Peg and the Yeti

by Kenneth Oppel, Barbara Reid
ISBN: 0002005387

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A Review of: The Boy From Earth
by M. Wayne Cunningham

Boys, girls, moms, dads, even grams and gramps will go gaga with the giggles in following the topsy-turvy escapades of thirteen-and-half-year-old earthling, Alan Dingwall, and his ET pal, Norbert, the wisecracking mini-me Jupiterling. The two have been hilariously cavorting about in three previous volumes by Cobourg, Ontario author Richard Scrimger, ever since mighty-mite Norbert landed his teeny-tiny spaceship in the nose hair of Alan's nostril. From his nasal command post he has been barking orders at Alan, issuing edicts to him and unabashedly telling people where to get off, much to Alan's chagrin and frequent embarrassment.
Now, Alan has mysteriously shrunk to Norbert's atom-like size and the two are launched towards Norbert's home planet, Jupiter. They're headed there because unbeknownst to Alan, he's the Hero First Class named in a Jupiterling prophecy, and he and his pal are off to rescue Norbert's beloved girlfriend Nerissa from the evil clutches of the Black Dey. As the avenging knights follow the Dey, Alan learns Norbert is really a Jupiterling prince with a Queen-mom who behaves remarkably like his own mother, telling him what to do and when to do it. "I can't stand her goodbyes," Norbert says. "She'll kiss me, and then she'll yell at me. Then she'll do them both together." But if Alan finds mothers are alike he also learns Jupiter isn't at all like earth. And its inhabitants are as fantastic as any child's imagination could make them.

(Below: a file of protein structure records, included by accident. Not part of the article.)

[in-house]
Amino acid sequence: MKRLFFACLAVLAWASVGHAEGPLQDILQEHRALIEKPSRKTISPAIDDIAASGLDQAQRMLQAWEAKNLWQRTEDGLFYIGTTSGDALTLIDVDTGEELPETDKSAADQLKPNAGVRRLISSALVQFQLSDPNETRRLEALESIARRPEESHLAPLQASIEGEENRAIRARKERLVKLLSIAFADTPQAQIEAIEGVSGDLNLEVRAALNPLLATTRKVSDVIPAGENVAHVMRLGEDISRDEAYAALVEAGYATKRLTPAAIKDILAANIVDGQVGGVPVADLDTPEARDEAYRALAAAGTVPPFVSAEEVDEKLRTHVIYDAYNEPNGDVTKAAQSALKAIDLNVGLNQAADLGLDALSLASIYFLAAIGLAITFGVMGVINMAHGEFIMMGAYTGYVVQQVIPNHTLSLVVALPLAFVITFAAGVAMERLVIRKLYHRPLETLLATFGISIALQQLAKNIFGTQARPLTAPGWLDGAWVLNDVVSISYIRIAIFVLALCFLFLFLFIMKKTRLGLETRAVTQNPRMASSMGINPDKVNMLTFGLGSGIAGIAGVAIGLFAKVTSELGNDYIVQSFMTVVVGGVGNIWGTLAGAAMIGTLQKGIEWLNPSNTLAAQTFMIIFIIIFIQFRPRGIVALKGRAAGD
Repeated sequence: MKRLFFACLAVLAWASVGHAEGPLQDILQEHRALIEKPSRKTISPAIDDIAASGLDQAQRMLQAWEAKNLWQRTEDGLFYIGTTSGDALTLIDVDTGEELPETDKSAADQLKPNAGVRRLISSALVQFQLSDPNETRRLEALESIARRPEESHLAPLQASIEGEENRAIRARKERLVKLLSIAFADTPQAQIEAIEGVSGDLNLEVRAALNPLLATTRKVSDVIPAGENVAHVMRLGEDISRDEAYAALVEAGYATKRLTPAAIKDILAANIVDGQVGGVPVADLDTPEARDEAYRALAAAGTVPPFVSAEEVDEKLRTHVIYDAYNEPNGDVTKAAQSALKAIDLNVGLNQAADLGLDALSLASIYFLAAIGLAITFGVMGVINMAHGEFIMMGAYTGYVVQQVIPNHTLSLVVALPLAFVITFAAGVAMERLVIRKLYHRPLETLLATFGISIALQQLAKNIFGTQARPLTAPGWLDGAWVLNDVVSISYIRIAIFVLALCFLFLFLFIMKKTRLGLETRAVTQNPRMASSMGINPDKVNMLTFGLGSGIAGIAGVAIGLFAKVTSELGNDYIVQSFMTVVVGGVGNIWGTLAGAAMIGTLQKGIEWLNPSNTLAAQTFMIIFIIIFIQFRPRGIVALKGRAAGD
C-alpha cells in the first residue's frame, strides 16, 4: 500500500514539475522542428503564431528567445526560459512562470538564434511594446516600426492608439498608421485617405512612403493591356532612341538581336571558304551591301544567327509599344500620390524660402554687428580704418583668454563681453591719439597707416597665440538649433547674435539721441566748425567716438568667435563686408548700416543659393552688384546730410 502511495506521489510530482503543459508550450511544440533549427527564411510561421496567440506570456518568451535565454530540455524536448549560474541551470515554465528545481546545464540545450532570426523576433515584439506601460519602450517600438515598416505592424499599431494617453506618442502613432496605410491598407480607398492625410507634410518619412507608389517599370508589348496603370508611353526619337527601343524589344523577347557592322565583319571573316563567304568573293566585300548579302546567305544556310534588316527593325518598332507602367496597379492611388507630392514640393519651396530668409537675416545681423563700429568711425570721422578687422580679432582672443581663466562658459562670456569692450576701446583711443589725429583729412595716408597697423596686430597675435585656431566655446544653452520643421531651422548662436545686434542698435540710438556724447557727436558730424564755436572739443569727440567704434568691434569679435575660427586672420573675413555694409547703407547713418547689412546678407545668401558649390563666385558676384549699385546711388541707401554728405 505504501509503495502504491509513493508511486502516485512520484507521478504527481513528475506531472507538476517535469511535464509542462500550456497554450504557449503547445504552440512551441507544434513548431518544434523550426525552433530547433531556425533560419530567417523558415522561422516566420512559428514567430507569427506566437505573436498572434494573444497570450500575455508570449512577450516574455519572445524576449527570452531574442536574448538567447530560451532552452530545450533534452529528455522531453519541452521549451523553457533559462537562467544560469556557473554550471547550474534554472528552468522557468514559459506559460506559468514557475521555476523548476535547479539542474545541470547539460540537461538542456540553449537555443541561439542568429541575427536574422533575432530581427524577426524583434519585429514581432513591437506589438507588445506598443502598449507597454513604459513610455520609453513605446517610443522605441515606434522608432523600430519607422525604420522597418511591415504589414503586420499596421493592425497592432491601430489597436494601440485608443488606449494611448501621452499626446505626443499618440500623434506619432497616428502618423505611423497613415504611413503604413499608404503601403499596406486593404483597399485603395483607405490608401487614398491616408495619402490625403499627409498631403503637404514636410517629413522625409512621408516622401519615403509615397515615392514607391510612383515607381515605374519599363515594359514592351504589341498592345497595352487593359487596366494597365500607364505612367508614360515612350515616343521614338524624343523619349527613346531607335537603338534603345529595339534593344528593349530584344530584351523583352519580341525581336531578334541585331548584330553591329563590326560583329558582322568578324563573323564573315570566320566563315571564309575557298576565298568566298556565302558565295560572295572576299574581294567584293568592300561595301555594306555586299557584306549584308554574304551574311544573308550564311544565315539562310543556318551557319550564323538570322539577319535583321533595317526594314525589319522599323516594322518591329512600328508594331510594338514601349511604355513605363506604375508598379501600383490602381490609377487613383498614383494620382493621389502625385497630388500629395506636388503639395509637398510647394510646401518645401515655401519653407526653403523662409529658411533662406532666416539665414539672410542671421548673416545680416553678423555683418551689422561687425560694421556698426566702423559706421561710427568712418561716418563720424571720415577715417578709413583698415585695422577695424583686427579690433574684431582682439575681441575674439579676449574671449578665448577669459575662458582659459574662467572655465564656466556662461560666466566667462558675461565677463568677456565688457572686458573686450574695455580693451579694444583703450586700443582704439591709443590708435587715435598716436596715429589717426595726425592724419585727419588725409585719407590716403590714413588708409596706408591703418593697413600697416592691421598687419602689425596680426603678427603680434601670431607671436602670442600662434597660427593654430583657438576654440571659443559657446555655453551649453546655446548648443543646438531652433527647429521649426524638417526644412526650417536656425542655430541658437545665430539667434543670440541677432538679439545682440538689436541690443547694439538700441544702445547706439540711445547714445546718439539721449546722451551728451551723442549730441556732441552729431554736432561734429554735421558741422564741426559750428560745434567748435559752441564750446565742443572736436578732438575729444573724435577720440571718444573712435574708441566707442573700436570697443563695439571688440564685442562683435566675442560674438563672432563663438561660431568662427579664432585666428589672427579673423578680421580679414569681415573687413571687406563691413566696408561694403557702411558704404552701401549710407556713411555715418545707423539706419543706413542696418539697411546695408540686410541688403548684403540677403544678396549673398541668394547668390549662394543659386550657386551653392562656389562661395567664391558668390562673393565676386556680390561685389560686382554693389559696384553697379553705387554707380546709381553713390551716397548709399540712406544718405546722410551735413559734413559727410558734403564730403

Who but a child, for instance (or an adult like Scrimger with an award-winning child-like imagination), would conjure up a receptionist at the Bogway Park Lodge who's a green, long-fingered, long-legged frog named Wilma with a love for baseball equalled only by her love for her human daughter, as homely as all get out to her, but a near goddess to Alan? And how can Alan get mistaken for baseball great Fred McGriff? And what about the Jim from the gymnasium and his growly gruff brother, the Dale? Or the four knights of the Ich named Sir Mount, Sir Prise, Sir Vey and Sir Mise? The wordplay is part and parcel of Scrimger's delightful sense of humour that also warps puns into chapter titles like Gifts of the Mad Guy, Say It with Showers, and Not Peas but a Sword. And he's got just enough irreverence and sexual innuendo in his characters' conversations to titillate the younger teen crowd without resorting to vulgarity.
The fast-paced plot makes for page-turning action, often with surprising and fun-filled twists and turns as Alan and Norbert squabble with each other, unite to fight for the right, and while slip sliding away in their magical Flying Slippers, sword fight with the Dey's minions, who are invisible except for their hands. Despite his designation as a hero, Alan is reluctant to assume the hero's role and becomes even more so with the surprising revelation of just how similar he is to the Black Dey. But when he gets a frantic SOS from Norbert and Nerissa to come rescue them, what can he do but hold up his sword with "its silver clean blade ... as bright as a mirror" and "jump into the pool" on his way to his next adventure? It's guaranteed that his many fans and new-found friends won't be far behind.

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